It was an old custom in Scotland for the landlord, as his parting guest stood at the door, to present him with a farewell drink called the stirrup cup. Now Luckie Jamieson had brewed a peck of malt, and set the liquor at her door to cool. Luckie Simpson's cow came wandering by, seeking what she might devour, was attracted by the foaming beverage, smelt, tasted, and yielded to the tempter. The unaccustomed drink mounted to the animal's head, descended to her legs, and affected her understanding in both directions, so that her guilt was apparent to the enraged alewife, who demanded of Luckie Simpson the value of the brew. Litigation ensued, the Bailie heard the case and then enquired of the plaintiff whether the cow, had sat down to take her drink or imbibed it standing. It being admitted that the cow had committed the deed whilst on her feet, the Court adjudged the drink to be a stirrup cup for which no payment could be demanded and dismissed the suit.
    – John Marshall Gest, The Law and the Lawyers of Sir Walter Scott, in The American Law Register, vol. 54 (1906)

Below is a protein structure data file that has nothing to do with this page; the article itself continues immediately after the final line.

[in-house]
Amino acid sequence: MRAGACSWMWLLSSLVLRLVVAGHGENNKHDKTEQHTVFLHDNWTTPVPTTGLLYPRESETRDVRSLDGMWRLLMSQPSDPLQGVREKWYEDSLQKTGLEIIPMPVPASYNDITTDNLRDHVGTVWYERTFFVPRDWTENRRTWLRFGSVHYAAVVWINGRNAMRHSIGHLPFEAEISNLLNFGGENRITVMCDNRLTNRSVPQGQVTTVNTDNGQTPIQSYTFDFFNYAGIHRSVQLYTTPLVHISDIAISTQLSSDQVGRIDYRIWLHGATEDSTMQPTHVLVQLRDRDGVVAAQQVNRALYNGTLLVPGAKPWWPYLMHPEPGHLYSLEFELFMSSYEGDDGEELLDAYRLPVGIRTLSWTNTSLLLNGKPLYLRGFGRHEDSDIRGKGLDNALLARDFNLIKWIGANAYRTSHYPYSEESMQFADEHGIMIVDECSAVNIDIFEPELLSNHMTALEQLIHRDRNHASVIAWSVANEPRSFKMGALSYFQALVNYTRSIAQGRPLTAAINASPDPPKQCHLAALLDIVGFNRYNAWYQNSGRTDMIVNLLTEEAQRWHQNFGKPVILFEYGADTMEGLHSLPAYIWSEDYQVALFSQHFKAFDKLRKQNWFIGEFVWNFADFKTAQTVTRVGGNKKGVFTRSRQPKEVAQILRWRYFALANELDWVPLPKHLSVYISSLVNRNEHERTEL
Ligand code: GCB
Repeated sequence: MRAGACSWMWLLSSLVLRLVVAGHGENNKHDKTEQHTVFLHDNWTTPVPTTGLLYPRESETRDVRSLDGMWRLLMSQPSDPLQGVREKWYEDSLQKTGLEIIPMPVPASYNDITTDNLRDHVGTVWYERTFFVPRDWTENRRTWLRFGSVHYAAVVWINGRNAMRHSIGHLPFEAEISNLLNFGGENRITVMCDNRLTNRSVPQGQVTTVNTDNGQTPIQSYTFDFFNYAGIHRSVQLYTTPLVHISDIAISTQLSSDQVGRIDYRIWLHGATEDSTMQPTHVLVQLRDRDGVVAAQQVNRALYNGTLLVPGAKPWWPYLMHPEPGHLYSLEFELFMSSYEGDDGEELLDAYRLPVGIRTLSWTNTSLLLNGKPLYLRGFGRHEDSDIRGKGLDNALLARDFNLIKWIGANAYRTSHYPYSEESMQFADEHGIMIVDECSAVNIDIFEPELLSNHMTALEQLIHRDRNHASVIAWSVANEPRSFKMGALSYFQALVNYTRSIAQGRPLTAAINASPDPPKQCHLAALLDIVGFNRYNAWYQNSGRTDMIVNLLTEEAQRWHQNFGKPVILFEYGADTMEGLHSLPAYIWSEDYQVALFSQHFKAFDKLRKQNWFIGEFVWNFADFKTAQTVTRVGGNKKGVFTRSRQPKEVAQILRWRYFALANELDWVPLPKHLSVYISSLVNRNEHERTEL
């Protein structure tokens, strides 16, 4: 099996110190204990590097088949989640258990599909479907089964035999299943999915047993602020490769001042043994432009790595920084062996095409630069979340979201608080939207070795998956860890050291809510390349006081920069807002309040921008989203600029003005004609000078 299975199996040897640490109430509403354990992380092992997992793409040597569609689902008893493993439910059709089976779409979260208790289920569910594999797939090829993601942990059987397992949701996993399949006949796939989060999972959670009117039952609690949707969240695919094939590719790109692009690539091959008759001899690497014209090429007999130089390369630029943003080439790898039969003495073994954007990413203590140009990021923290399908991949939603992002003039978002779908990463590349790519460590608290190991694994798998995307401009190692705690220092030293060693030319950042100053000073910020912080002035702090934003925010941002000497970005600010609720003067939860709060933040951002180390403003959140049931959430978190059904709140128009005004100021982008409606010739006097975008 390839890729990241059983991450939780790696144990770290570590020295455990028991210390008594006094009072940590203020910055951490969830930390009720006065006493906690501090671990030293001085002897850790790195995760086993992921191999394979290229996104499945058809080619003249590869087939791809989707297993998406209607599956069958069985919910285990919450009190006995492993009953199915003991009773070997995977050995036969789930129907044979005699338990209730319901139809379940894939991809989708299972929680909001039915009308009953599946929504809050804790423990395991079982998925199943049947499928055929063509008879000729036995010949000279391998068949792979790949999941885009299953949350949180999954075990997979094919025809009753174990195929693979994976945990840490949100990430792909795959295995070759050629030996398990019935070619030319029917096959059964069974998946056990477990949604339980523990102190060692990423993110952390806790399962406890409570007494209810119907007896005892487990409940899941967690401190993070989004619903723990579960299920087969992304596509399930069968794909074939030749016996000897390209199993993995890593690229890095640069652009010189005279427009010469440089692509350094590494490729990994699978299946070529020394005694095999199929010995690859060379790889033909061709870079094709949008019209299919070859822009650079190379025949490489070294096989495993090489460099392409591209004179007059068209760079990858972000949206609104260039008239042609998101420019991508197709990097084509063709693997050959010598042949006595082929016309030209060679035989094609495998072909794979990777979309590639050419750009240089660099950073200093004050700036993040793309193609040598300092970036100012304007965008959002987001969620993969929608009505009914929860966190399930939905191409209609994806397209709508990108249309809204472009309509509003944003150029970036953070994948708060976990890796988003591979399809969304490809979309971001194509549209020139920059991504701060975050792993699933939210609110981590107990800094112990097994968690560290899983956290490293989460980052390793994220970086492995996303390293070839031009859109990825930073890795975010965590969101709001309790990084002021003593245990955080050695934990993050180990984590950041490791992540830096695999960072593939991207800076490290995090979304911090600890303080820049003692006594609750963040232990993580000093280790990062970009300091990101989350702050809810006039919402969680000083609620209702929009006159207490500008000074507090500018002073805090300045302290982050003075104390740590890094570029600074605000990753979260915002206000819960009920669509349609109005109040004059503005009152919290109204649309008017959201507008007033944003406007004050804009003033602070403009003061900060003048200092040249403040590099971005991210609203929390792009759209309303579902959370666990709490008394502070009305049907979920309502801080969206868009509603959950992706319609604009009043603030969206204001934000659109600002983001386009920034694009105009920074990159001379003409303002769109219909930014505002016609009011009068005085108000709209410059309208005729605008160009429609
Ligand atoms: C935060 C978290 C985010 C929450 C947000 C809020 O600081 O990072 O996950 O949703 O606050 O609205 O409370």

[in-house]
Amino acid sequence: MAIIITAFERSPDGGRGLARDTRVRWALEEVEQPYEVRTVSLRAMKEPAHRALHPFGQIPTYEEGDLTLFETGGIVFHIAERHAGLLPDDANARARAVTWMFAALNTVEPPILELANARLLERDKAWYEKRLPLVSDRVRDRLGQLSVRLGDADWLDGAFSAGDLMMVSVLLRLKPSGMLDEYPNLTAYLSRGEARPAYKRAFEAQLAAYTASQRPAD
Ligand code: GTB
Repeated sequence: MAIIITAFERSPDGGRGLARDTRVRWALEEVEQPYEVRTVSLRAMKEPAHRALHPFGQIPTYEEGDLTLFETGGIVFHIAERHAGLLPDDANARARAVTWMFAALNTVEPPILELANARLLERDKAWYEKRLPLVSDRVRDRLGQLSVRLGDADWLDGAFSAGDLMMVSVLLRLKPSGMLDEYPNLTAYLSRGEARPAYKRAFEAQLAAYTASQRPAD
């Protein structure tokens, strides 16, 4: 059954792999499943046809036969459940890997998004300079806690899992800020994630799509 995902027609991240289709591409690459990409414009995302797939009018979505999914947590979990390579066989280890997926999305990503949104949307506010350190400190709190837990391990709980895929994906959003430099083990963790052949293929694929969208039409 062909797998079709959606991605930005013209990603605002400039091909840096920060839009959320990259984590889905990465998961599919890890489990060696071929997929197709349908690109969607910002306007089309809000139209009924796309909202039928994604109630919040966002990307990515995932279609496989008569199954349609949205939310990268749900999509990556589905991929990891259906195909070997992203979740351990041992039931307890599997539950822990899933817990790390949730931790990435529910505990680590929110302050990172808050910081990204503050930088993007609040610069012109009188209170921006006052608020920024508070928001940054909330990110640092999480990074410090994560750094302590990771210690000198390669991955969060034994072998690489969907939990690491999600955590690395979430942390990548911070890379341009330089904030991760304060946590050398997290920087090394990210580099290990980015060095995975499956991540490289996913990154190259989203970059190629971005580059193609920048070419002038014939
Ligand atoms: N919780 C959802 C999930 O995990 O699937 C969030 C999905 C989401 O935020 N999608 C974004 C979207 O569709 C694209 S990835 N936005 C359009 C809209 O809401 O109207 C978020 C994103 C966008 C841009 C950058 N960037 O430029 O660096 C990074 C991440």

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Our last quote, long but lovely, illustrates the original sense, which today is uncommon.

moon-calf
  • originally: a misshapen mass in the uterus (thought to be caused by the baleful influence of the moon); a false pregnancy; also, from this: a monster
  • more commonly: a born fool; a simpleton; or one given to absent-minded daydreaming (but coming to be used in the sense of "someone sentimentally love-sick")
      It was a little pathetic, really. Sidonie, often impulsive but rarely stupid, was turning into a mooncalf.
      – Liz Carlyle, The Devil to Pay

      ... this one might have provoked pity in anybody. He had a large, shabby umbrella, which constantly fell on the floor. He did not seem to know which was the right end of his return ticket. He explained with a moon-calf simplicity to everyone in the carriage that he had to be careful, because he had something of silver ... in one of his brown-paper parcels.
      – Gilbert Keith Chesterton, The Blue Cross, in The Complete Father Brown

      I had no idea that it was there at all until I was in love so deep that it was a pain in my heart. ... I left soon after. I was afraid of giving myself away, though perhaps I had been gaping at her like a moon-calf for weeks before.
      – Patrick O'Brian, Testimonies